Walnut Hill School for the Arts has a tradition of successfully placing students in many of the most prestigious and selective colleges and conservatories in the United States and abroad. Every arts discipline at Walnut Hill requires specialized preparation throughout the college search and application process, and our team is exceptionally equipped to offer support and guidance to each student who comes through our program.
At Walnut Hill, we view the college counseling process as one that is rich in opportunities for students to learn about themselves, to develop critical life skills, and to find an environment in which they will thrive academically, artistically, and personally. The college process, to us, is a “match to be made, not a prize to be won,” and we encourage students to shift their focus from finding the “best college” to discovering “the best college for them.”
Walnut Hill is proud to be a member in good standing of the National Association of College Admissions Counseling and the Boston Independent School College Counseling Association.
Freshman and sophomore years are a period of time when we encourage our students to focus on the adjustment to high school and to set themselves up for success. It’s important for students to challenge themselves and to do well in their classes by developing strong study habits. We encourage most students to take one class in each of the core academic subjects (English, math, lab science, history, and world language) every year to give them plenty of options for the future. We also tell students to get to know their teachers and to get involved on campus, not because it will “look good to colleges” but because they have an authentic interest in a particular activity. We offer the PSAT test for sophomores if they want to take it, though we don’t require it until junior year.
Juniors at Walnut Hill take the PSAT in October and are assigned a college counselor midway through the year. Their college counselor will be their guide throughout the college/conservatory application process and will connect regularly with them about future plans and next steps. We use a system called Naviance to collect recommendation letters from faculty, make notes on the application process, and more. The process is very student-centered, and tailored to each student’s unique goals--whether the individual wants to pursue colleges, conservatories, companies, or gap years. We collaborate with the Humanities Department to offer essay-writing workshops, and we hold workshops throughout the spring on topics including the Common Application, résumé building, and creating an arts supplement. Students must take the SAT and/or ACT by the time they leave for the summer (some may also need to take SAT II exams), and students whose first language is not English must also take the TOEFL.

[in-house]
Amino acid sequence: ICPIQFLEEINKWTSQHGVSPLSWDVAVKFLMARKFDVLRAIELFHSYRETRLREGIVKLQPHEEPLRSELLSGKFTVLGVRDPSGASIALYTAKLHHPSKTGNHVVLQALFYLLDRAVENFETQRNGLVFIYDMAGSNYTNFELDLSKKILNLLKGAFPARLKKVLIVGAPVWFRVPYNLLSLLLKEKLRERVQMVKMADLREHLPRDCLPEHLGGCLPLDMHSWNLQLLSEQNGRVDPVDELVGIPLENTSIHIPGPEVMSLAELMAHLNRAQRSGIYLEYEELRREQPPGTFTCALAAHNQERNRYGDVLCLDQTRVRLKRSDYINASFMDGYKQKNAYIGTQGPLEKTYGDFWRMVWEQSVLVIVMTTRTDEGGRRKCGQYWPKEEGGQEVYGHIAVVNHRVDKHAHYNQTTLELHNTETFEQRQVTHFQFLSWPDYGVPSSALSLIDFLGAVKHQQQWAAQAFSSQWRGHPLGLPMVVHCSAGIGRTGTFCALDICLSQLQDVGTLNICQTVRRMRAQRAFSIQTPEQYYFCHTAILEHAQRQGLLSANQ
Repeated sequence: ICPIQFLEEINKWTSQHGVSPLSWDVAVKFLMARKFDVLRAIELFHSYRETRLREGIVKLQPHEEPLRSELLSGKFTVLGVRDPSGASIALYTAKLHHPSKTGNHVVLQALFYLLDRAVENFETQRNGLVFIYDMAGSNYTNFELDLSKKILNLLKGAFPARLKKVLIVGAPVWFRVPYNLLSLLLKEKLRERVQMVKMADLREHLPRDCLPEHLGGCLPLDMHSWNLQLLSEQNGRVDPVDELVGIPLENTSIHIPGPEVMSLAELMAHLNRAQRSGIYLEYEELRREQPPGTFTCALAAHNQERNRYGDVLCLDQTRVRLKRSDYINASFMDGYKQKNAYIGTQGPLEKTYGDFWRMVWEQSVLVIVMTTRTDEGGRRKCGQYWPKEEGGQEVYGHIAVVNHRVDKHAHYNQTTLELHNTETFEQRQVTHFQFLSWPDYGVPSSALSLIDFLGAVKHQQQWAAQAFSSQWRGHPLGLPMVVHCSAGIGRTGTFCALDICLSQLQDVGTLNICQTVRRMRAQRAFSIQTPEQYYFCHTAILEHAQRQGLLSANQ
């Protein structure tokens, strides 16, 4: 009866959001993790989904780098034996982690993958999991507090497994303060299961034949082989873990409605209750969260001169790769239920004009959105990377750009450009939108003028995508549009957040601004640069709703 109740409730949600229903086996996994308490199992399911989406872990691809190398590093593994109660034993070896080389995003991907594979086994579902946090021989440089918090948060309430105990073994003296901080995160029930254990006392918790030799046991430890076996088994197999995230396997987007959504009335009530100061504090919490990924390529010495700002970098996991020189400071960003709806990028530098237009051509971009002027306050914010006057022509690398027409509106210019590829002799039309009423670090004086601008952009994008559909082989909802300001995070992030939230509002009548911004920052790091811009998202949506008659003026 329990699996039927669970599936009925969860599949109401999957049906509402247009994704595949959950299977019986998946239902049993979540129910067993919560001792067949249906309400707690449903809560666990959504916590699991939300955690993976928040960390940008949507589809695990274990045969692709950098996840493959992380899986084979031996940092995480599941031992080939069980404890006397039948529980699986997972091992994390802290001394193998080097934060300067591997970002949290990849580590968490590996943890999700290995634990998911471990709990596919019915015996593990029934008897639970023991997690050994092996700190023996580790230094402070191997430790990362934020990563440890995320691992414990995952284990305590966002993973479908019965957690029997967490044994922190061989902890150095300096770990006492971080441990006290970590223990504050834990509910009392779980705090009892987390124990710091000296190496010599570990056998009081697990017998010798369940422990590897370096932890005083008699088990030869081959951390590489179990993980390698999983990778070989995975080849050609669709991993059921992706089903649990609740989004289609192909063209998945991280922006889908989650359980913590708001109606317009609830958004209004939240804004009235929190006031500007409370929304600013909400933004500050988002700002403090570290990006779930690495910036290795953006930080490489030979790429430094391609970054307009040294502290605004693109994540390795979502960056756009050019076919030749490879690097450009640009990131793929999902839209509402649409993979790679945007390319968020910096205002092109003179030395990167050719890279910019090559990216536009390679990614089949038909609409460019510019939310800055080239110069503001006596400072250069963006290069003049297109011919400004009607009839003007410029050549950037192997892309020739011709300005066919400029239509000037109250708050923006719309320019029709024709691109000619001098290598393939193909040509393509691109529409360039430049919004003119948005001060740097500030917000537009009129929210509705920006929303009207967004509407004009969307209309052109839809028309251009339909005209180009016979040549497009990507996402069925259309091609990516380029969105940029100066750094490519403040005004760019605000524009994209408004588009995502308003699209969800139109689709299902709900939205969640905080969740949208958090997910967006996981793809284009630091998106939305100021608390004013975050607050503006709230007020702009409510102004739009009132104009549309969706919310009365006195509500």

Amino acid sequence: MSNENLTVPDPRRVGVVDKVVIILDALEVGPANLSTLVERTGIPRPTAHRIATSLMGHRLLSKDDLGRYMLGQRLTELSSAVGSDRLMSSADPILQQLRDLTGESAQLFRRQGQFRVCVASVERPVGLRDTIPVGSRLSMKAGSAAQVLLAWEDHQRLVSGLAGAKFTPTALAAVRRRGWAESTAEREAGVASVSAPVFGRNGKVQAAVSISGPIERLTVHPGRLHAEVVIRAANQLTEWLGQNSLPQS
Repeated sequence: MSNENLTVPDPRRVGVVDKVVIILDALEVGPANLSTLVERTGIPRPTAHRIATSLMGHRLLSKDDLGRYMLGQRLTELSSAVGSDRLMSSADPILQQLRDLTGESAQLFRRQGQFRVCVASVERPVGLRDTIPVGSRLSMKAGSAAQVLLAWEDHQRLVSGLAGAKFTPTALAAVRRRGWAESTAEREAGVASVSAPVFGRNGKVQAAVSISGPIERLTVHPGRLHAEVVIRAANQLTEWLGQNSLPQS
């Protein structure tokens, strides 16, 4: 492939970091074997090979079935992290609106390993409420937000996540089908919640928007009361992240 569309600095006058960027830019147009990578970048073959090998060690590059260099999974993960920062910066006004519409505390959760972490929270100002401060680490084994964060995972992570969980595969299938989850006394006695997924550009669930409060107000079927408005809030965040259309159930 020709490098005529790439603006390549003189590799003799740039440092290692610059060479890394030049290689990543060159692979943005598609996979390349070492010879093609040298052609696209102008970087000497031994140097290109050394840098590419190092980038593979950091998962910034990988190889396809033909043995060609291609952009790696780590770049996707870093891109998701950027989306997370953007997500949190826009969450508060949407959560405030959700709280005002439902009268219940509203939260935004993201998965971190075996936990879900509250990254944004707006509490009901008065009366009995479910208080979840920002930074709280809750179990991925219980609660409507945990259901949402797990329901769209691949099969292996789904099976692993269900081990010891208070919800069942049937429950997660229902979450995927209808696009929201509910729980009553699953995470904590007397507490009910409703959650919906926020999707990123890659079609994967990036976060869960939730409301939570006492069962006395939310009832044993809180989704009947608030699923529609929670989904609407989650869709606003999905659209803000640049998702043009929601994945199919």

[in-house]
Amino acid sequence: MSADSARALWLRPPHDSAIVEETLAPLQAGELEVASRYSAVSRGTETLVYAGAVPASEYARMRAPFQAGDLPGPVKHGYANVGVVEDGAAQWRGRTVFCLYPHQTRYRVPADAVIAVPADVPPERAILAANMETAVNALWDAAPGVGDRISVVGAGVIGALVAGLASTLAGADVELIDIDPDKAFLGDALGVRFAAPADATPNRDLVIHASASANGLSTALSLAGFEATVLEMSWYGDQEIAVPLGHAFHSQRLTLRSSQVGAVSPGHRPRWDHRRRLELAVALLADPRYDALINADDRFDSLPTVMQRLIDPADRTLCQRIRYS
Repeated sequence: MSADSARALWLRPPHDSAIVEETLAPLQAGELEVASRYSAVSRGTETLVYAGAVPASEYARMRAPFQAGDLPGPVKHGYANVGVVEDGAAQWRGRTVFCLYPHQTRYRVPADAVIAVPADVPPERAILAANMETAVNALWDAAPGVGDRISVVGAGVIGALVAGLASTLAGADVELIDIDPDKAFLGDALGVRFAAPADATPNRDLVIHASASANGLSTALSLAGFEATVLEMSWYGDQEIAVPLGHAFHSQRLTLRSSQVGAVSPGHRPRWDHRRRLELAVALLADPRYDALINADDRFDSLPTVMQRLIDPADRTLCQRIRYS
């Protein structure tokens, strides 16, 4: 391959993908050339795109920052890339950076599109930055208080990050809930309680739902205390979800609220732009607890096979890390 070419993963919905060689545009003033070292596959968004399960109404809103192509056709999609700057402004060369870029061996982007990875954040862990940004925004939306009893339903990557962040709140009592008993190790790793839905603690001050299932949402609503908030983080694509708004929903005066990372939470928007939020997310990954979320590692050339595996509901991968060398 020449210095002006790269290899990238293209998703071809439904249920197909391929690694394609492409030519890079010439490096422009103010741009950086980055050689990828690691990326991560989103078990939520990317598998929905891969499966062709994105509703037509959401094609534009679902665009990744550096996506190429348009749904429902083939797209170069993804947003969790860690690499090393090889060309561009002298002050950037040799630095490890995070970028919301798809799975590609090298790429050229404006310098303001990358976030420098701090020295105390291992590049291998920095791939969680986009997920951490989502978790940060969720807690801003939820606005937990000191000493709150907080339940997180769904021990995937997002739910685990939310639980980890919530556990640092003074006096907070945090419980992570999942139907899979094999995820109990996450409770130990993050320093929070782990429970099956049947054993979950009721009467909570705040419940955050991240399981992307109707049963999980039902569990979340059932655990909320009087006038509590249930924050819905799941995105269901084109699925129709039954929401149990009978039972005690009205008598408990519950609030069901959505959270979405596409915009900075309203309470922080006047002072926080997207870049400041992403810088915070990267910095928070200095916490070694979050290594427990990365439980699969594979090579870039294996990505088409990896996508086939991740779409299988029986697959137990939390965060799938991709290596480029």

Seniors at Walnut Hill meet individually with their college counselor about once every three weeks to ensure success throughout the process. Each fall, the College Counseling Office hosts about 100 colleges, universities, conservatories, and gap year programs here on campus so that students can learn about the breadth of experiences available to them. Counselors work with the arts and academic faculty and communicate extensively with parents. Most students retake standardized tests in the fall, and many also have pre-screening requirements in advance of actual auditions. Auditions, trial lessons, portfolio reviews, and interviews take place, typically, beginning in December and last, sometimes, through the beginning of March. After all of the hard work of applying and auditioning is over, college counselors work with seniors to discuss their options and help them to make the best decision about life after Walnut Hill.
While at Walnut Hill, I was a ballet major and entirely committed to achieving my dream of making a career out of dancing. Little did I know that my plans would be sidelined due to chronic injuries that made ballet an unrealistic pursuit. It is because of Walnut Hill, and its emphasis on holistic creativity, artistry, learning, reasoning and human connection, that I was able to transition smoothly into an academic and life path focused on using dance as a means of empowerment and social change around the world. I wouldn’t be where I am today (currently at a music center in Ghana, West Africa!) if I hadn’t had the opportunity to learn and grow as an artist and person at Walnut Hill."
- Dana Vanderburgh '13